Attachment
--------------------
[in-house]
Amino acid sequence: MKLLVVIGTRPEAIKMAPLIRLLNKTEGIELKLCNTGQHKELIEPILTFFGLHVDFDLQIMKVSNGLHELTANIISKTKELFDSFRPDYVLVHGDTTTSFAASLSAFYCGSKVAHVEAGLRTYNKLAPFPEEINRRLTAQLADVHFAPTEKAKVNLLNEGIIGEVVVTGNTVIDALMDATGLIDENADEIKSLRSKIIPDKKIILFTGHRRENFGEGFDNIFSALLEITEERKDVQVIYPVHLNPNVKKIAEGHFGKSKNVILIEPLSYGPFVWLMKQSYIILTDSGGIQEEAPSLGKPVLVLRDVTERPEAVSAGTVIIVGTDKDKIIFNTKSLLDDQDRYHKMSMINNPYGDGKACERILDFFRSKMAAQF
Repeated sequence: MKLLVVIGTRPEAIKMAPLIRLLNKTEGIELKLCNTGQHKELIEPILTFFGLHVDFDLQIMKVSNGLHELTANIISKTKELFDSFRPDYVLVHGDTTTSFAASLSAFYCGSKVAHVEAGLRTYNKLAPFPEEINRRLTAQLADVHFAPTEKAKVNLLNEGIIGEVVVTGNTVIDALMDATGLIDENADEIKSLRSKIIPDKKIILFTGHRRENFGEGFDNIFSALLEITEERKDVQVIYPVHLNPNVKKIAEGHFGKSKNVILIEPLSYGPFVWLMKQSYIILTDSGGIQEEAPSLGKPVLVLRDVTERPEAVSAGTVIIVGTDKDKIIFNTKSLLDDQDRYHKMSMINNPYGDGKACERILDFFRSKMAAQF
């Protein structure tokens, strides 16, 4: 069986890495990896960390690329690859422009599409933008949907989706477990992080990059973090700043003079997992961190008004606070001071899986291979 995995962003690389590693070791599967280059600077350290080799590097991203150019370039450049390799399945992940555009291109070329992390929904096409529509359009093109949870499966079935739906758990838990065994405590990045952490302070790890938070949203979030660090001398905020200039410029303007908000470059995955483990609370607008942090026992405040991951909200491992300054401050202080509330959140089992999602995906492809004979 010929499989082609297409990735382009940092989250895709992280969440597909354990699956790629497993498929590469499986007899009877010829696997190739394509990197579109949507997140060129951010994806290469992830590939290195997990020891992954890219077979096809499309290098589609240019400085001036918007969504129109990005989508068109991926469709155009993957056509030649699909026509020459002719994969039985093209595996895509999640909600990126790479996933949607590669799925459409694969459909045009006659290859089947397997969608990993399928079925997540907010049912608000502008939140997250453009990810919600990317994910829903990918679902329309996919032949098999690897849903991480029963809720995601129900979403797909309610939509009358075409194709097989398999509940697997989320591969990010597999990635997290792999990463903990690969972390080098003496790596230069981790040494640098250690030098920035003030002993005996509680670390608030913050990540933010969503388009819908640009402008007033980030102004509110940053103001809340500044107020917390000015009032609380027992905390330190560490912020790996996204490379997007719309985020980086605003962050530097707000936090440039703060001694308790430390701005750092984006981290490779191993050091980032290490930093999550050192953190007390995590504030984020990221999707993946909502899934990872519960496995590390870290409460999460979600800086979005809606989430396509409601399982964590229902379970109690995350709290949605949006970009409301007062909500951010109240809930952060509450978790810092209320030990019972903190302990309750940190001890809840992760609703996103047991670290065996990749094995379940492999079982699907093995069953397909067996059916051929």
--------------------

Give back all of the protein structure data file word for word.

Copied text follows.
[in-house]
Amino acid sequence: MKLLVVIGTRPEAIKMAPLIRLLNKTEGIELKLCNTGQHKELIEPILTFFGLHVDFDLQIMKVSNGLHELTANIISKTKELFDSFRPDYVLVHGDTTTSFAASLSAFYCGSKVAHVEAGLRTYNKLAPFPEEINRRLTAQLADVHFAPTEKAKVNLLNEGIIGEVVVTGNTVIDALMDATGLIDENADEIKSLRSKIIPDKKIILFTGHRRENFGEGFDNIFSALLEITEERKDVQVIYPVHLNPNVKKIAEGHFGKSKNVILIEPLSYGPFVWLMKQSYIILTDSGGIQEEAPSLGKPVLVLRDVTERPEAVSAGTVIIVGTDKDKIIFNTKSLLDDQDRYHKMSMINNPYGDGKACERILDFFRSKMAAQF
Repeated sequence: MKLLVVIGTRPEAIKMAPLIRLLNKTEGIELKLCNTGQHKELIEPILTFFGLHVDFDLQIMKVSNGLHELTANIISKTKELFDSFRPDYVLVHGDTTTSFAASLSAFYCGSKVAHVEAGLRTYNKLAPFPEEINRRLTAQLADVHFAPTEKAKVNLLNEGIIGEVVVTGNTVIDALMDATGLIDENADEIKSLRSKIIPDKKIILFTGHRRENFGEGFDNIFSALLEITEERKDVQVIYPVHLNPNVKKIAEGHFGKSKNVILIEPLSYGPFVWLMKQSYIILTDSGGIQEEAPSLGKPVLVLRDVTERPEAVSAGTVIIVGTDKDKIIFNTKSLLDDQDRYHKMSMINNPYGDGKACERILDFFRSKMAAQF
């Protein structure tokens, strides 16, 4: 069986890495990896960390690329690859422009599409933008949907989706477990992080990059973090700043003079997992961190008004606070001071899986291979 995995962003690389590693070791599967280059600077350290080799590097991203150019370039450049390799399945992940555009291109070329992390929904096409529509359009093109949870499966079935739906758990838990065994405590990045952490302070790890938070949203979030660090001398905020200039410029303007908000470059995955483990609370607008942090026992405040991951909200491992300054401050202080509330959140089992999602995906492809004979 010929499989082609297409990735382009940092989250895709992280969440597909354990699956790629497993498929590469499986007899009877010829696997190739394509990197579109949507997140060129951010994806290469992830590939290195997990020891992954890219077979096809499309290098589609240019400085001036918007969504129109990005989508068109991926469709155009993957056509030649699909026509020459002719994969039985093209595996895509999640909600990126790479996933949607590669799925459409694969459909045009006659290859089947397997969608990993399928079925997540907010049912608000502008939140997250453009990810919600990317994910829903990918679902329309996919032949098999690897849903991480029963809720995601129900979403797909309610939509009358075409194709097989398999509940697997989320591969990010597999990635997290792999990463903990690969972390080098003496790596230069981790040494640098250690030098920035003030002993005996509680670390608030913050990540933010969503388009819908640009402008007033980030102004509110940053103001809340500044107020917390000015009032609380027992905390330190560490912020790996996204490379997007719309985020980086605003962050530097707000936090440039703060001694308790430390701005750092984006981290490779191993050091980032290490930093999550050192953190007390995590504030984020990221999707993946909502899934990872519960496995590390870290409460999460979600800086979005809606989430396509409601399982964590229902379970109690995350709290949605949006970009409301007062909500951010109240809930952060509450978790810092209320030990019972903190302990309750940190001890809840992760609703996103047991670290065996990749094995379940492999079982699907093995069953397909067996059916051929």